Originally Published: December 13, 2010 9:50 p.m.
Area residents seeking information about the Federal government's Radiation Exposure Screening and Education Program (RESEP) may attend a presentation at 10 a.m. Wednesday, Jan. 19 in Sharlot Hall Museum's Blue Rose Theater, 415 W. Gurley St. in downtown Prescott.
The presentation will include a Q & A session, and a Radiation Exposure Compensation Act (RECA) director from Washington, D.C. will be available until 4 p.m. to answer questions and examine claims. Representatives from Flagstaff's North Country Health Care will participate in the session, as well.
Commonly known as the Downwinder Program, RESEP helps individuals who live (or lived) in areas where U.S. nuclear weapons testing occurred. The RESEP website lists Arizona as a "high-impact" state. Sharlot Hall Museum's Archives is one of the sites where claimants can search for proof of residency to file a claim.
The Radiation Exposure Compensation Act created RESEP to help individuals diagnosed with cancer and other diseases caused by exposure to nuclear fallout or nuclear materials such as uranium. The program awards grants to health care providers in the 12 states most affected by the Cold War's nuclear weapons industry. The grantees serve radiation-exposed individuals and help them establish eligibility for the Radiation Exposure Compensation Program.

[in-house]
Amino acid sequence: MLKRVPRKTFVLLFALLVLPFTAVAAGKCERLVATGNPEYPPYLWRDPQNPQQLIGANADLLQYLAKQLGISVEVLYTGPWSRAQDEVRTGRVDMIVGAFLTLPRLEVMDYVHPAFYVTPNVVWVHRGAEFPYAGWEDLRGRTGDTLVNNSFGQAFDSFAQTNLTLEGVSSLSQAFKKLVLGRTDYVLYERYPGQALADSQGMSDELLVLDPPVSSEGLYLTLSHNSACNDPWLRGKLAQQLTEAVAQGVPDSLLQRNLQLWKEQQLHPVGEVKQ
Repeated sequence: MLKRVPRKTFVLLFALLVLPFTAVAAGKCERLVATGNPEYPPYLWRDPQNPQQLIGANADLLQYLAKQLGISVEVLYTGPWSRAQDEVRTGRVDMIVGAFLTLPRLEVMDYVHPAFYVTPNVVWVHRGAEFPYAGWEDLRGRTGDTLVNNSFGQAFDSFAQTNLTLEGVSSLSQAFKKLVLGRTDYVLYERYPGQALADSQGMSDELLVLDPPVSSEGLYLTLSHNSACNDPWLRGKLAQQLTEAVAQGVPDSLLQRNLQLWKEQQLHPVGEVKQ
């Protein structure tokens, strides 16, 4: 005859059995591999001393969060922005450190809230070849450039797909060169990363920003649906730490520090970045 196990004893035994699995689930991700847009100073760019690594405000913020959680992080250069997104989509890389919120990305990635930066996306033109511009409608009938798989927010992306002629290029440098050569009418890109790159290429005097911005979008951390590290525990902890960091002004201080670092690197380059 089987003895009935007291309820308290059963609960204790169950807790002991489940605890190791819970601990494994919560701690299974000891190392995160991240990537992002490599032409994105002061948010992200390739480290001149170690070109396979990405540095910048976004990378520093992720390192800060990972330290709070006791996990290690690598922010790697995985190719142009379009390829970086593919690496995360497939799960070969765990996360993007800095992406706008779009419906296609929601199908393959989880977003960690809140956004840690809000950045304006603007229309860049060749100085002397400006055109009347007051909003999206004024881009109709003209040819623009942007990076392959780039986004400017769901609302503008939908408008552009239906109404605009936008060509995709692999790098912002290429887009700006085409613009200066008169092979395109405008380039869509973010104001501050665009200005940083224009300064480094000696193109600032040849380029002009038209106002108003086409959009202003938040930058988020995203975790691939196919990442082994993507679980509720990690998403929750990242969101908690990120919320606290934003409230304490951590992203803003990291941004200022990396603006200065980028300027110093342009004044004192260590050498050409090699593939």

The RESEP website advises individuals who lived near areas where above-ground nuclear tests were conducted 1951-1958 and June 30-July 31, 1962 and/or worked in the uranium mining industry from 1942 through 1971 to be screened for cancer and other serious health problems that can develop years after exposure. Eligible individuals who are diagnosed with specific cancers and chronic diseases that may have resulted from radiation exposure may be eligible for payments of $50,000 to $100,000 from the Radiation Exposure Compensation Program.
For more information about the upcoming presentation at Sharlot Hall Museum, call Scott Anderson at 445-3122.